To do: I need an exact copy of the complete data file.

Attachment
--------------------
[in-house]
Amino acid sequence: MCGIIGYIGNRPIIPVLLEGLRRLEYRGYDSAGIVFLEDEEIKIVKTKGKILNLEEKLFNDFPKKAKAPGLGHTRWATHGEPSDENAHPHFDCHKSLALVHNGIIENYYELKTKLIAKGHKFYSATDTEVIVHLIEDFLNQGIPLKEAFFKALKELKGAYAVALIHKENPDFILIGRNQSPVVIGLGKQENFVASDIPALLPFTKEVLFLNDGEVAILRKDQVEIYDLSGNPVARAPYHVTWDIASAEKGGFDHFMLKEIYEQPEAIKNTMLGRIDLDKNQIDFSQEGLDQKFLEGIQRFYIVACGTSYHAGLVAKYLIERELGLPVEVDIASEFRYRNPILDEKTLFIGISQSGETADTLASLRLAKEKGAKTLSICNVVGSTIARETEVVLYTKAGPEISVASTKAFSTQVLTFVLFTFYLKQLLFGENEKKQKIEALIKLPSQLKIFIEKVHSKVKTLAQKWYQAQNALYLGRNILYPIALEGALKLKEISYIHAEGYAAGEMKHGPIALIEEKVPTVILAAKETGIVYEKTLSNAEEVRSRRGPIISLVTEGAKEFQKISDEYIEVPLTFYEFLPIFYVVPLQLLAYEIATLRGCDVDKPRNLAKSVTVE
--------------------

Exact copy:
[in-house]
Amino acid sequence: MCGIIGYIGNRPIIPVLLEGLRRLEYRGYDSAGIVFLEDEEIKIVKTKGKILNLEEKLFNDFPKKAKAPGLGHTRWATHGEPSDENAHPHFDCHKSLALVHNGIIENYYELKTKLIAKGHKFYSATDTEVIVHLIEDFLNQGIPLKEAFFKALKELKGAYAVALIHKENPDFILIGRNQSPVVIGLGKQENFVASDIPALLPFTKEVLFLNDGEVAILRKDQVEIYDLSGNPVARAPYHVTWDIASAEKGGFDHFMLKEIYEQPEAIKNTMLGRIDLDKNQIDFSQEGLDQKFLEGIQRFYIVACGTSYHAGLVAKYLIERELGLPVEVDIASEFRYRNPILDEKTLFIGISQSGETADTLASLRLAKEKGAKTLSICNVVGSTIARETEVVLYTKAGPEISVASTKAFSTQVLTFVLFTFYLKQLLFGENEKKQKIEALIKLPSQLKIFIEKVHSKVKTLAQKWYQAQNALYLGRNILYPIALEGALKLKEISYIHAEGYAAGEMKHGPIALIEEKVPTVILAAKETGIVYEKTLSNAEEVRSRRGPIISLVTEGAKEFQKISDEYIEVPLTFYEFLPIFYVVPLQLLAYEIATLRGCDVDKPRNLAKSVTVE